Standardised Testing – The Oh-So Wrong Fast-Track To Success

One thing I have never agreed with throughout my short 17 years of life is standardised testing.

It is common knowledge that human’s brains work in a variety of different ways; different types of students are different types of learners. For example, we have the Auditory Learners – the people who learn quicker or do their best when hearing information rather than reading it. As well as Visual Learners and Kinaesthetic Learners, all of which are fairly self-explanatory.

Now, the Government are all for catering towards all 3 types when it comes to teaching in schools, giving schools grants to spend on tools such as Interactive Whiteboards, which is all well and good, but when it comes down to examination time, where does all this effort go?

Suddenly students have all of this fancy learning equipment taken from them and are simply placed in front of a rather intimidating exam paper, hearing the ever-unenthusiastic voice of an invigilator say, ‘You may now begin’.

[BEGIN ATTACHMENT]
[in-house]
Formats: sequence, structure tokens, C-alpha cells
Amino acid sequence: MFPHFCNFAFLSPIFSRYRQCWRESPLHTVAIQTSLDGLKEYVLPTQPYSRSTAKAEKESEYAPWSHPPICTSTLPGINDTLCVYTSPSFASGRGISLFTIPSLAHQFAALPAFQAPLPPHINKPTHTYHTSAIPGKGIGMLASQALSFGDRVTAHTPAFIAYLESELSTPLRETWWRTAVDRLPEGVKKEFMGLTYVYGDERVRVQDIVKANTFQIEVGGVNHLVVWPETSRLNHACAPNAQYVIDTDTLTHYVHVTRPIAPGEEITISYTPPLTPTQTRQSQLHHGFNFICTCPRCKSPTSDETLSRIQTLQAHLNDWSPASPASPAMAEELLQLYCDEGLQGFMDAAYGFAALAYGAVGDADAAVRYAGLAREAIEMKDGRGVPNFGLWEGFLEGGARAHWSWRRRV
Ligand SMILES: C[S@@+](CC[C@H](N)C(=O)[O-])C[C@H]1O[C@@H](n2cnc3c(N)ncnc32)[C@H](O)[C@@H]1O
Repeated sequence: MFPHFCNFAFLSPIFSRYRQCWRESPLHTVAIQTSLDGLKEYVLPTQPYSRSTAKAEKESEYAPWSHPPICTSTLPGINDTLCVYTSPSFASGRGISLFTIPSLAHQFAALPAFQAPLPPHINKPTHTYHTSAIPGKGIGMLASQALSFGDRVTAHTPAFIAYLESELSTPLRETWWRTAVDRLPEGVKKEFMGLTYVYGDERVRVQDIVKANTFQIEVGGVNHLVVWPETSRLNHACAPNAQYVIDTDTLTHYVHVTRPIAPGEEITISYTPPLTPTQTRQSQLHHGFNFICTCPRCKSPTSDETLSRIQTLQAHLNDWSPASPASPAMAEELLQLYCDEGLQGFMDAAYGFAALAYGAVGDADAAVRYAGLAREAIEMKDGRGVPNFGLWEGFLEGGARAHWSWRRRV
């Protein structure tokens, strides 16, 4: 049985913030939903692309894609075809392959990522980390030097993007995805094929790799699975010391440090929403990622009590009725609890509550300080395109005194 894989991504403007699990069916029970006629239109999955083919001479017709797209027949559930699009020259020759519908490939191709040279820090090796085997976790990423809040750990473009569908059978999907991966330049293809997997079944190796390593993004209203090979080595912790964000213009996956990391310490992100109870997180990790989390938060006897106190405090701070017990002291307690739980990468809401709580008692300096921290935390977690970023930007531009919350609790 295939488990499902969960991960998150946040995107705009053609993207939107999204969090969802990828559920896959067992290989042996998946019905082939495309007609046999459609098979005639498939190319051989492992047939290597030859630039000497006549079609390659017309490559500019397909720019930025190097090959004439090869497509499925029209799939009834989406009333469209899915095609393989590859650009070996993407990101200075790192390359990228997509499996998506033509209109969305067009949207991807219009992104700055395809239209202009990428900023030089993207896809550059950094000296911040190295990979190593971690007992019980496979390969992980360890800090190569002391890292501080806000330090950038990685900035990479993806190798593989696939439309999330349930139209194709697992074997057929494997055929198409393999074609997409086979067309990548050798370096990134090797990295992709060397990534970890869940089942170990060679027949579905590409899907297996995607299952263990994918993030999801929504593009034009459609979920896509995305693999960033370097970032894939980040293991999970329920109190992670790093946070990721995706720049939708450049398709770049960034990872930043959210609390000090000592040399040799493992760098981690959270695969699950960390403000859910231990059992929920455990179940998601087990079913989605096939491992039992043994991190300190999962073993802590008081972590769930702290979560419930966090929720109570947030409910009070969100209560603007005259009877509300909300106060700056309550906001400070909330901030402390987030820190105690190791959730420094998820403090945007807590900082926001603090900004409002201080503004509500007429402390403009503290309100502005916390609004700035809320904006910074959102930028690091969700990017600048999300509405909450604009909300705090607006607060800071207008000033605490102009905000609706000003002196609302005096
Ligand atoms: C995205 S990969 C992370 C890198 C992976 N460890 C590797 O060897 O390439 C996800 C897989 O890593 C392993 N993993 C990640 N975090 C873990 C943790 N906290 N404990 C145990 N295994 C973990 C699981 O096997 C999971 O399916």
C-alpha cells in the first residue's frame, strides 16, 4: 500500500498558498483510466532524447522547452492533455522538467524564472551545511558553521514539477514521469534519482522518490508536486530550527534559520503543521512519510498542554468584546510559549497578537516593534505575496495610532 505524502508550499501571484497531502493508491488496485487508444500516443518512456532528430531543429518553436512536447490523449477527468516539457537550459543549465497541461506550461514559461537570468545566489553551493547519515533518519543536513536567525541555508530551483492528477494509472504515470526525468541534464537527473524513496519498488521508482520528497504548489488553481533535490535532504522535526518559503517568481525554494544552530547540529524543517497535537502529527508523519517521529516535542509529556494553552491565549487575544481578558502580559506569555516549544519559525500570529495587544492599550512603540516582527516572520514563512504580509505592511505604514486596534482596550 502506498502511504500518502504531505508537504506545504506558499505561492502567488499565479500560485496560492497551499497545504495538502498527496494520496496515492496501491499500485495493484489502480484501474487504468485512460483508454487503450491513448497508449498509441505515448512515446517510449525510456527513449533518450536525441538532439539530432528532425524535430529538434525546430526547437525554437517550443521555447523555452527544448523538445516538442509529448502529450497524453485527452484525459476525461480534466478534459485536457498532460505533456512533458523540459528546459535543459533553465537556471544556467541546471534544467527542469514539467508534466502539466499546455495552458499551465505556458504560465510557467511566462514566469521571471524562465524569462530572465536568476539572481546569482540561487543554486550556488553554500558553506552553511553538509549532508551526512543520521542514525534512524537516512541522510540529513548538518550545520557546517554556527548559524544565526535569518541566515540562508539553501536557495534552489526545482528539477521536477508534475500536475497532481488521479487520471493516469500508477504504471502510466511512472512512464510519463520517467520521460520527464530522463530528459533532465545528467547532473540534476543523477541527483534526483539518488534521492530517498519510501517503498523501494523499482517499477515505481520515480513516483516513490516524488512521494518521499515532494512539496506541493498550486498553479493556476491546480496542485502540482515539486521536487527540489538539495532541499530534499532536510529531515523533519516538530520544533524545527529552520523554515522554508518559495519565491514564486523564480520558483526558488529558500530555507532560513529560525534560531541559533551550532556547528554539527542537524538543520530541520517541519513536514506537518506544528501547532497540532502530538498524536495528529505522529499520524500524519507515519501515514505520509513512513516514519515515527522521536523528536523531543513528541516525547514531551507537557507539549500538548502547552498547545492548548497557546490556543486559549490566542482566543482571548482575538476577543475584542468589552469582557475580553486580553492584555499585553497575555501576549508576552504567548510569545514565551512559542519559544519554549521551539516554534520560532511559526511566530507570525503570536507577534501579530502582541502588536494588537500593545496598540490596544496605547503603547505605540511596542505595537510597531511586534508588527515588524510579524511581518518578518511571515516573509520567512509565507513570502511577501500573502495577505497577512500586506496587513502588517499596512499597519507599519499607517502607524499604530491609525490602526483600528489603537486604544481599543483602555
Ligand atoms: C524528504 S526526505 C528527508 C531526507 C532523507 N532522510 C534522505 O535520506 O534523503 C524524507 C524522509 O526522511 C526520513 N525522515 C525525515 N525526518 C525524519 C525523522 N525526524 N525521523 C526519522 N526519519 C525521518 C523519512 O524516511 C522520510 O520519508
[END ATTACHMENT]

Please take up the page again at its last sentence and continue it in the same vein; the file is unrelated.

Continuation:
It’s as if the Government have forgotten about everything they have previously preached about different types of learners.

It’s a sink or swim situation when it comes to written exam papers, and I argue that the majority are mainly a test of memory. Soon enough results day comes around, and surprise surprise, many are disappointed, others are happy, some will go to good universities, the rest have to settle for something less than they expected, and in the end ‘research’ has apparently and unfortuantly shown that the candidates that attend good universities are more likely to reach a more successful career.

All because they were good at remembering stuff.

As Albert Einstein once said: ‘Everything that can be counted does not necessarily count; everything that counts cannot necessarily be counted.’  


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